I mean – the every single little minute detail of the day.  The way I notice foot-tread snow with hole for hole leaving evidence of every pedestrian having passed by similar sites.  The way my eyes pull together the entire scope of this morning’s reality.  And how creation acts all of one accord like some secret unheard language whispered from plant to plant, waters to horizon, giving way to miles and miles; she is so many far miles away from me, but this same God is so many more miles far greater than all distance between me and her.  Because... 

Day to day pours out speech,

   and night to night reveals knowledge.

There is no speech, nor are there words,

   whose voice is not heard.

Their voice goes out through all the


   and their words to the end of the


(Psalm 19:2-4)

And I am able to watch the day evolve.  Watch God land a group of ducks and stir others to whist and whirl and spin in the air like some carnival ride with no strings attached.  I am able to see God in his perfect nature.

It is here in nature that I am comforted about every turmoil, trauma, trial, hardship, longsuffering, anything that really plagues my living.  Because it’s here that I see God and I keep playing over “Wash away, wash away the sound of all these sad days, the sound of the wind blowing, say we’ll be here always” (Nizlopi).

So today, may you look for God under the heavens and have eyes wide-open to his handiwork.  And may you revel in his glory.





( you are not far from me.)

Monday, February 2, 2009

Confession XLXIV

I sat at water’s edge watching a sunset trapped frozen in waves.  Stared through the horizon.  Gone. 

She sighed.  Let out months separated, March May, she came in July and left before August turned October November new year, one year gone.  Let it all out like depression depressed, unpressed traveling back in time to when they first met.  And all the two years gone became more breath for the wind.  Her long sigh ended when she said, “Goodbye love.  Come soon.  Good.  Love -Bye.”

There was no trail to her words.  The phone cut all ties.  And their separate lives went on separated still.

For the Lord your God has blessed you in all the work of your hands.  He knows your going through this great wilderness.  These forty years the Lord your God has been with you.  You have lacked nothing.  (Deuteronomy 2:7)

If the world can actually look cold outside, then it’s seemingly cold right now and I’m glad I’m by a fire.  But if the world can look cold for other reasons rather than a wintry cold, then it still looks cold outside.  Cold because a love separated.  Cold because she’s not sitting in the next seat at the table.  Cold because I’m up while she’s sleeping.  Cold because – well, because I’m missing her.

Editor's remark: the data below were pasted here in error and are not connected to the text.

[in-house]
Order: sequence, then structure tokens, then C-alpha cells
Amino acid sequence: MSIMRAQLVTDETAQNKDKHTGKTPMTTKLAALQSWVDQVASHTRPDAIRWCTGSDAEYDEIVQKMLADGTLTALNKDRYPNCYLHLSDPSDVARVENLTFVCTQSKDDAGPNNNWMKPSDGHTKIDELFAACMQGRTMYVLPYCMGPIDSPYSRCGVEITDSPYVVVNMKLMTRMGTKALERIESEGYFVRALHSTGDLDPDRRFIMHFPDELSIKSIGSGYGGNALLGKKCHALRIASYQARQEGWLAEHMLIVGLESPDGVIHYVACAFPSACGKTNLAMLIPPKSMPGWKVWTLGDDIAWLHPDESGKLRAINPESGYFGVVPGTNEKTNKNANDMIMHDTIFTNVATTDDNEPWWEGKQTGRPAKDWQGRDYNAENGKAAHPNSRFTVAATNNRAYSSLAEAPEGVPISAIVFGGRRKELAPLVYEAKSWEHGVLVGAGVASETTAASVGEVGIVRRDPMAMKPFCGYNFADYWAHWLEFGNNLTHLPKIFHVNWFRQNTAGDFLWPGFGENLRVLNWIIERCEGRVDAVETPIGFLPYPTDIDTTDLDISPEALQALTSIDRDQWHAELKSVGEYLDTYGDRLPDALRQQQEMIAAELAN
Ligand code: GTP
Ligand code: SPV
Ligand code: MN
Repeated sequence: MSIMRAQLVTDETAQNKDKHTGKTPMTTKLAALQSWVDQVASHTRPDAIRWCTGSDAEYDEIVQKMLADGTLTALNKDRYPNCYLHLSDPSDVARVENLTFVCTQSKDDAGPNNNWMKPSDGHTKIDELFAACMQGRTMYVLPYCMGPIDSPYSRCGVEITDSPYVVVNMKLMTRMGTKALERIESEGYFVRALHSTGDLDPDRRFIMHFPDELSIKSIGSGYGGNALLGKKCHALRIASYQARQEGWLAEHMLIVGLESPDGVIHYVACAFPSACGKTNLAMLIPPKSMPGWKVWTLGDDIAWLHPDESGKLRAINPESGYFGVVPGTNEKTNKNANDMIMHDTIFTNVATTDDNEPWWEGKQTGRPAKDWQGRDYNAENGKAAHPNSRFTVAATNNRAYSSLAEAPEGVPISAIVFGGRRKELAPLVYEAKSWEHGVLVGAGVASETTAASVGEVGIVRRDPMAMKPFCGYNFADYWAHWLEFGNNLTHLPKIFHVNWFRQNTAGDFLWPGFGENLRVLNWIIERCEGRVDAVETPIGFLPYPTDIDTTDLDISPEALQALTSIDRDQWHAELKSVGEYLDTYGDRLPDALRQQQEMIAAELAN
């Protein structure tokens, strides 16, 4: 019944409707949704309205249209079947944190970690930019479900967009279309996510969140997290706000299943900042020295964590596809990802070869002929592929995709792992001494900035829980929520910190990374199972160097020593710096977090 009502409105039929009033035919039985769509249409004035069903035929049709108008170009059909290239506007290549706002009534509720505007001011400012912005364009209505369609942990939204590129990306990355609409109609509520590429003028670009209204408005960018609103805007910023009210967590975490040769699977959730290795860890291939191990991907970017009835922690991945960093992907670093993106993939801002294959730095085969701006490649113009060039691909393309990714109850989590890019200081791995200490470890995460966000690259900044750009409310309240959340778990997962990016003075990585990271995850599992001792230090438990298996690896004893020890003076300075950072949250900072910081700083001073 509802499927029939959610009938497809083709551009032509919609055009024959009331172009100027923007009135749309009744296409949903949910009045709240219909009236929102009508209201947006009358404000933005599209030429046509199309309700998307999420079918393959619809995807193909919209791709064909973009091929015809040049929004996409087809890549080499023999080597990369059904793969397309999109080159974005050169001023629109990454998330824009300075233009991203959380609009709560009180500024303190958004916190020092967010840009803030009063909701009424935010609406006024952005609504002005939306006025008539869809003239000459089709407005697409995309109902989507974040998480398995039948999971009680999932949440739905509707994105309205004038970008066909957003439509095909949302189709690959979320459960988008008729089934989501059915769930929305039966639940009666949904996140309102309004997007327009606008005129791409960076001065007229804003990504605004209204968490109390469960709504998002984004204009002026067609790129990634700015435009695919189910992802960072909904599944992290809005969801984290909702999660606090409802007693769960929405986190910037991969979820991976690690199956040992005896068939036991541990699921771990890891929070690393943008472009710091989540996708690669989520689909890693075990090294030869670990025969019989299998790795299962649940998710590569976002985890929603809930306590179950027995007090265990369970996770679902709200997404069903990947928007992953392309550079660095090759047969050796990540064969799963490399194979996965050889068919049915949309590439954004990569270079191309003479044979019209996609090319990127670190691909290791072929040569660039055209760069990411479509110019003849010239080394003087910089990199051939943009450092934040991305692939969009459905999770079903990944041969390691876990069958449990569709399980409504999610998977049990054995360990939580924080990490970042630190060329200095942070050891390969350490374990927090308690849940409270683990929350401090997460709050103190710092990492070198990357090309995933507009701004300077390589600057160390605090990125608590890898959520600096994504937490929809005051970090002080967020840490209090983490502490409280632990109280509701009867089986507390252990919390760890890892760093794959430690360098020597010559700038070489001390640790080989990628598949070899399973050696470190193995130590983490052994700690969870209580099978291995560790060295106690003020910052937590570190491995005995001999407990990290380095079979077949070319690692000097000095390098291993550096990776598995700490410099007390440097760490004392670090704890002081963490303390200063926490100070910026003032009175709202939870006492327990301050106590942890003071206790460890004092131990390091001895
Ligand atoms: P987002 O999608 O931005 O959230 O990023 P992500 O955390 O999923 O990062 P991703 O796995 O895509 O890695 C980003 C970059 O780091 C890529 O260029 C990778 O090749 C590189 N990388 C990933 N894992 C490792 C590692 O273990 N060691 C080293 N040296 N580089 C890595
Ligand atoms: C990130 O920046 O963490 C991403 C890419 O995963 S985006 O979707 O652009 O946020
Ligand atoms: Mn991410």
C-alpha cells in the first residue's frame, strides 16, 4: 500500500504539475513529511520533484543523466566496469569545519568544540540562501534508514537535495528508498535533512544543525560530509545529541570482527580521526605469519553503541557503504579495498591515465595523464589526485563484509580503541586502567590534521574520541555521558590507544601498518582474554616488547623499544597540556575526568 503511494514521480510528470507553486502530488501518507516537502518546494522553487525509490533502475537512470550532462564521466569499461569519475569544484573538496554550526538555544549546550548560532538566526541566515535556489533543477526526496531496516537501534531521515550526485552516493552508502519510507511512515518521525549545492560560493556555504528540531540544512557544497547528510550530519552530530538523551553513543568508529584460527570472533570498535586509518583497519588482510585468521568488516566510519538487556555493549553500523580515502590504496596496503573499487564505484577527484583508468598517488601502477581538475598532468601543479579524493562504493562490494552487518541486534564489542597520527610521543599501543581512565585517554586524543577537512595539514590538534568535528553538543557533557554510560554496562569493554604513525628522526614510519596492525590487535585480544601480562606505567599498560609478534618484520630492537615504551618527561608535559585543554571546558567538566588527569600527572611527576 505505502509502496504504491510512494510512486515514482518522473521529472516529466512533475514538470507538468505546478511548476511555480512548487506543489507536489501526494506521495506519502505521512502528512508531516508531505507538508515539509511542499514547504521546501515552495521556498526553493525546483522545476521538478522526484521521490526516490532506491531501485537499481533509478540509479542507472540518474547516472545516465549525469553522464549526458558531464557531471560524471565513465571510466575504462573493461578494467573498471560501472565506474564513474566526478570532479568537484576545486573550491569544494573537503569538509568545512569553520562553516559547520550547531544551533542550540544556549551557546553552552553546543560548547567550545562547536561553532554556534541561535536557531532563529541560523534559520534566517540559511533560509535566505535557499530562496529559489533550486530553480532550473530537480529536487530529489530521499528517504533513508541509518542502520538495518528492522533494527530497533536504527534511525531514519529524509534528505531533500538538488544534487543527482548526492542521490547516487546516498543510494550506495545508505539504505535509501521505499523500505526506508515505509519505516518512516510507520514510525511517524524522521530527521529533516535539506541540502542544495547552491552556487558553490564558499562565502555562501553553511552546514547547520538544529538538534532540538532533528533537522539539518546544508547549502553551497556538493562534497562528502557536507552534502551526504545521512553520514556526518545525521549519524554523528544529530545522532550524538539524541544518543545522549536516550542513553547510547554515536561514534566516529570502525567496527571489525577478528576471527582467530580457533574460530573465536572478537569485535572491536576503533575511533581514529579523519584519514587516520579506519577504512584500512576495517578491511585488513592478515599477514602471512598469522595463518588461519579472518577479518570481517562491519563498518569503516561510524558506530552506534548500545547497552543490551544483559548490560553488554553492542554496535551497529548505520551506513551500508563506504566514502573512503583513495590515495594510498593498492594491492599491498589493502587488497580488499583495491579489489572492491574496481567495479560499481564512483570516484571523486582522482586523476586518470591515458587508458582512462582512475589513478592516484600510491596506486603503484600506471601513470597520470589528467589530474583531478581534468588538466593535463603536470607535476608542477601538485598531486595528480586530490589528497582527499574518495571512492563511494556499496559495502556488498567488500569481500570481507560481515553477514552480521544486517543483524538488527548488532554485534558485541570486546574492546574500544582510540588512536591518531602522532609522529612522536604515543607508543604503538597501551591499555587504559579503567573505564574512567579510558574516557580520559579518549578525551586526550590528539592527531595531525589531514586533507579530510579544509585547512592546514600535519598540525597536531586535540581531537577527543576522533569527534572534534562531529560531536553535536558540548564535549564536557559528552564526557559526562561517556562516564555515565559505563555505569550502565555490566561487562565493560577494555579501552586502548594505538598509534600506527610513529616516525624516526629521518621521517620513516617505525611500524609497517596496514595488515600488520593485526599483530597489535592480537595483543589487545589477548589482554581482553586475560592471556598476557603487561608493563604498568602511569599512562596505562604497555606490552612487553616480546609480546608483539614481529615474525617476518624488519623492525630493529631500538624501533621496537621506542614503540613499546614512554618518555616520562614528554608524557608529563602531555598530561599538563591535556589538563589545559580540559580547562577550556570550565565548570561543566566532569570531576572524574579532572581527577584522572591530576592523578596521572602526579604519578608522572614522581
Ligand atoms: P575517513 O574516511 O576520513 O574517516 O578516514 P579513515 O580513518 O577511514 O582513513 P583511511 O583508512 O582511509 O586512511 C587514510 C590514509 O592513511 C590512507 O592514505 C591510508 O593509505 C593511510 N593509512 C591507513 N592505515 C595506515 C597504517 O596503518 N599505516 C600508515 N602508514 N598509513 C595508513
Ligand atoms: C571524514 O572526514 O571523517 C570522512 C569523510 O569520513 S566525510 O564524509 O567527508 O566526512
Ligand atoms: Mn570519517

And there’s this theme of trust playing out more and more in my life.  This theme of “Yeah, things will get better soon.  Things will work out soon.  Things won’t always be gone like phone calls – gone; time together – gone, where holidays aren’t holidays any longer and the everyday of life, love and God are here to stay.”  That sort of trust where it’s like, “God, you know I’m always up for a good thrill ride, but what’s with this whole long long line waiting?  And what’s up with those people cutting me in line way up there?  Why does that door magically open for them? and I’m here – here, still.”

Each one of those questions is rooted in this idea of trusting God.  This idea that God has it all sorted so I should just relax.  This idea that God’s in control and I should be happy with it.  And I’m not just talking about being happy, contented, or cool with God being in control of one miniscule situation.  No.  It’s a matter of constant serenity for life, for situation after situation, for hours of line waiting.

He knows your going through this great wilderness.  These forty years the Lord your God has been with you.    (Deuteronomy 2:7)

With you.  With you.  The Lord your God has been with you.  These forty years.  With you. These forty years the Lord your God has been with you. 

I sat at water’s edge watching the seagulls fly in a roofless shelter. Silent.  Sunsets.  Mixing day tonight.  And night to moon.  Looked at how it all works.  How Creation constantly creates recreates, revels marvels, marvelously reminiscing and never missing a key stroke when it comes to progression.  I looked through a horizon and knew it works.

God simply works and we must learn to simply trust in his workings.

You have lacked nothing.  (Deuteronomy 2:7)